static void decrementer_set_mode(enum clock_event_mode mode,
 				 struct clock_event_device *dev);
+static void decrementer_timer_broadcast(const struct cpumask *mask);
 
 struct clock_event_device decrementer_clockevent = {
 	.name           = "decrementer",
@@ -106,13 +110,26 @@  struct clock_event_device decrementer_clockevent = {
 	.irq            = 0,
 	.set_next_event = decrementer_set_next_event,
 	.set_mode       = decrementer_set_mode,
-	.features       = CLOCK_EVT_FEAT_ONESHOT,
+	.broadcast	= decrementer_timer_broadcast,
+	.features       = CLOCK_EVT_FEAT_C3STOP | CLOCK_EVT_FEAT_ONESHOT,
 };
 EXPORT_SYMBOL(decrementer_clockevent);
 
+struct clock_event_device broadcast_clockevent = {
+	.name           = "broadcast",
+	.rating         = 200,
+	.irq            = 0,
+	.set_next_event = broadcast_set_next_event,
+	.set_mode       = decrementer_set_mode,
+	.features       = CLOCK_EVT_FEAT_ONESHOT,
+};
+EXPORT_SYMBOL(broadcast_clockevent);
+
 DEFINE_PER_CPU(u64, decrementers_next_tb);
 static DEFINE_PER_CPU(struct clock_event_device, decrementers);
+static DEFINE_PER_CPU(struct clock_event_device, bc_timer);
 
+int bc_cpu;
 #define XSEC_PER_SEC (1024*1024)
 
 #ifdef CONFIG_PPC64
@@ -487,6 +504,8 @@  void timer_interrupt(struct pt_regs * regs)
 	struct pt_regs *old_regs;
 	u64 *next_tb = &__get_cpu_var(decrementers_next_tb);
 	struct clock_event_device *evt = &__get_cpu_var(decrementers);
+	struct clock_event_device *bc_evt = &__get_cpu_var(bc_timer);
+	int cpu = smp_processor_id();
 	u64 now;
 
 	/* Ensure a positive value is written to the decrementer, or else
@@ -532,6 +551,10 @@  void timer_interrupt(struct pt_regs * regs)
 		*next_tb = ~(u64)0;
 		if (evt->event_handler)
 			evt->event_handler(evt);
+		if (cpu == bc_cpu && bc_evt->event_handler) {
+			bc_evt->event_handler(bc_evt);
+		}
+
 	} else {
 		now = *next_tb - now;
 		if (now <= DECREMENTER_MAX)
@@ -806,6 +829,20 @@  static int decrementer_set_next_event(unsigned long evt,
 	return 0;
 }
 
+/*
+ * We cannot program the decrementer of a remote CPU. Hence CPUs going into
+ * deep idle states need to send IPIs to the broadcast CPU to program its
+ * decrementer for their next local event so as to receive a broadcast IPI
+ * for the same. In order to avoid the overhead of multiple CPUs from sending
+ * IPIs, this function is a nop. Instead the broadcast CPU will handle the
+ * wakeup of CPUs in deep idle states in each of its local timer interrupts.
+ */
+static int broadcast_set_next_event(unsigned long evt,
+					struct clock_event_device *dev)
+{
+	return 0;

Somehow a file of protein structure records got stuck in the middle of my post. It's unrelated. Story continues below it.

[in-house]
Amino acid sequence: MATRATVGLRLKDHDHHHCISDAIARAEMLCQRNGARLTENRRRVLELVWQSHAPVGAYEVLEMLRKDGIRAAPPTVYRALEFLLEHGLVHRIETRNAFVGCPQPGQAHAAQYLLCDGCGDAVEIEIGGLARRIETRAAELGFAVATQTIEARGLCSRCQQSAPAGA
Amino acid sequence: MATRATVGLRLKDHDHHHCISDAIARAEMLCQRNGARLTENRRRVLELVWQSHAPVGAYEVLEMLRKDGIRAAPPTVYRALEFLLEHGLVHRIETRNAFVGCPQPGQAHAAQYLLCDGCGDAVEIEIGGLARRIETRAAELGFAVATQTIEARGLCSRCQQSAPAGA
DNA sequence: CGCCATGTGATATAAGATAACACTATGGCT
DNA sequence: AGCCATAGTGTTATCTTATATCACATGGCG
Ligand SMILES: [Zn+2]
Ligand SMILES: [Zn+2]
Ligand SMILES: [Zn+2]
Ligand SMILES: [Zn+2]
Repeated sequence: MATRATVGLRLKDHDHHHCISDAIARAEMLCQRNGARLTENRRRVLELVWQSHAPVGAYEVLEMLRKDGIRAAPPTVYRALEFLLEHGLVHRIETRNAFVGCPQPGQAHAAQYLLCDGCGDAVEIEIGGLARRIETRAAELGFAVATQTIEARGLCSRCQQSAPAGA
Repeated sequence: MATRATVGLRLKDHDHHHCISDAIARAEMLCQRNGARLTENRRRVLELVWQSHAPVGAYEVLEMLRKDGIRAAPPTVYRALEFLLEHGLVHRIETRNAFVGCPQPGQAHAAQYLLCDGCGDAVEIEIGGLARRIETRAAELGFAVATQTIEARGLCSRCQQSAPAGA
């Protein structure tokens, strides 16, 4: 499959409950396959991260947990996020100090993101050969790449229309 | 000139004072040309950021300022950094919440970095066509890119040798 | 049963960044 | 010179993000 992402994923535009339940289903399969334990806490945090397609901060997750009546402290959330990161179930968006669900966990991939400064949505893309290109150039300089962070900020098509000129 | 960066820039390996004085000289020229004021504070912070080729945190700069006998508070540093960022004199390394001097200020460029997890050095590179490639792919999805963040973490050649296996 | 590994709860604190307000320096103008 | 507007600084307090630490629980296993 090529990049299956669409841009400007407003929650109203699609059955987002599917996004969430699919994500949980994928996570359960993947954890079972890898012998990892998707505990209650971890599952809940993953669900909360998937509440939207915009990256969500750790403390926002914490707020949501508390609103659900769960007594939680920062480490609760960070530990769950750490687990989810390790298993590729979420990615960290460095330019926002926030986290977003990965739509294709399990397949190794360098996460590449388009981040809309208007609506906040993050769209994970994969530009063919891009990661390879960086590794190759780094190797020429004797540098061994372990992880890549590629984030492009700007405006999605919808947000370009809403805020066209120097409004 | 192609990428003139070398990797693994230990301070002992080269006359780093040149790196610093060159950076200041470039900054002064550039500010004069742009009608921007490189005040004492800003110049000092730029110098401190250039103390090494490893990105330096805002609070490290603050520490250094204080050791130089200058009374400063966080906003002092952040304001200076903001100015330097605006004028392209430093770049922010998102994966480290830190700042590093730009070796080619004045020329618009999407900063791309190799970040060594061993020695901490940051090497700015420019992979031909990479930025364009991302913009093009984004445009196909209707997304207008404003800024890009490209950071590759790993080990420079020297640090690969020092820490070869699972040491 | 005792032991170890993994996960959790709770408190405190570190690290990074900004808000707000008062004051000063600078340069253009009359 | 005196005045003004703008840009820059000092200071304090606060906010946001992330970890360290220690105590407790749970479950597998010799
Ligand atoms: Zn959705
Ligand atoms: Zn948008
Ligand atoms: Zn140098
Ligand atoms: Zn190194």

+}
+
 static void decrementer_set_mode(enum clock_event_mode mode,
 				 struct clock_event_device *dev)
 {
@@ -813,6 +850,20 @@  static void decrementer_set_mode(enum clock_event_mode mode,
 		decrementer_set_next_event(DECREMENTER_MAX, dev);
 }
 
+void decrementer_timer_interrupt(void)
+{
+	struct clock_event_device *evt;
+	evt = &per_cpu(decrementers, smp_processor_id());
+
+	if (evt->event_handler)
+		evt->event_handler(evt);
+}
+
+static void decrementer_timer_broadcast(const struct cpumask *mask)
+{
+	arch_send_tick_broadcast(mask);
+}
+
 static void register_decrementer_clockevent(int cpu)
 {
 	struct clock_event_device *dec = &per_cpu(decrementers, cpu);
@@ -826,6 +877,20 @@  static void register_decrementer_clockevent(int cpu)
 	clockevents_register_device(dec);
 }
 
+static void register_broadcast_clockevent(int cpu)
+{
+	struct clock_event_device *bc_evt = &per_cpu(bc_timer, cpu);
+
+	*bc_evt = broadcast_clockevent;
+	bc_evt->cpumask = cpumask_of(cpu);
+
+	printk_once(KERN_DEBUG "clockevent: %s mult[%x] shift[%d] cpu[%d]\n",
+		    bc_evt->name, bc_evt->mult, bc_evt->shift, cpu);
+
+	clockevents_register_device(bc_evt);
+	bc_cpu = cpu;
+}
+
 static void __init init_decrementer_clockevent(void)
 {
 	int cpu = smp_processor_id();
@@ -840,6 +905,19 @@  static void __init init_decrementer_clockevent(void)
 	register_decrementer_clockevent(cpu);
 }
 
+static void __init init_broadcast_clockevent(void)
+{
+	int cpu = smp_processor_id();
+
+	clockevents_calc_mult_shift(&broadcast_clockevent, ppc_tb_freq, 4);
+
+	broadcast_clockevent.max_delta_ns =
+		clockevent_delta2ns(DECREMENTER_MAX, &broadcast_clockevent);
+	broadcast_clockevent.min_delta_ns =
+		clockevent_delta2ns(2, &broadcast_clockevent);
+	register_broadcast_clockevent(cpu);
+}
+
 void secondary_cpu_time_init(void)
 {
 	/* Start the decrementer on CPUs that have manual control
@@ -916,6 +994,7 @@  void __init time_init(void)
 	clocksource_init();
 
 	init_decrementer_clockevent();
+	init_broadcast_clockevent();
 }
 
 
diff --git a/arch/powerpc/platforms/powernv/Kconfig b/arch/powerpc/platforms/powernv/Kconfig
index ace2d22..e1a96eb 100644
--- a/arch/powerpc/platforms/powernv/Kconfig
+++ b/arch/powerpc/platforms/powernv/Kconfig
@@ -6,6 +6,7 @@  config PPC_POWERNV
 	select PPC_ICP_NATIVE
 	select PPC_P7_NAP
 	select PPC_PCI_CHOICE if EMBEDDED
+	select GENERIC_CLOCKEVENTS_BROADCAST
 	select EPAPR_BOOT
 	default y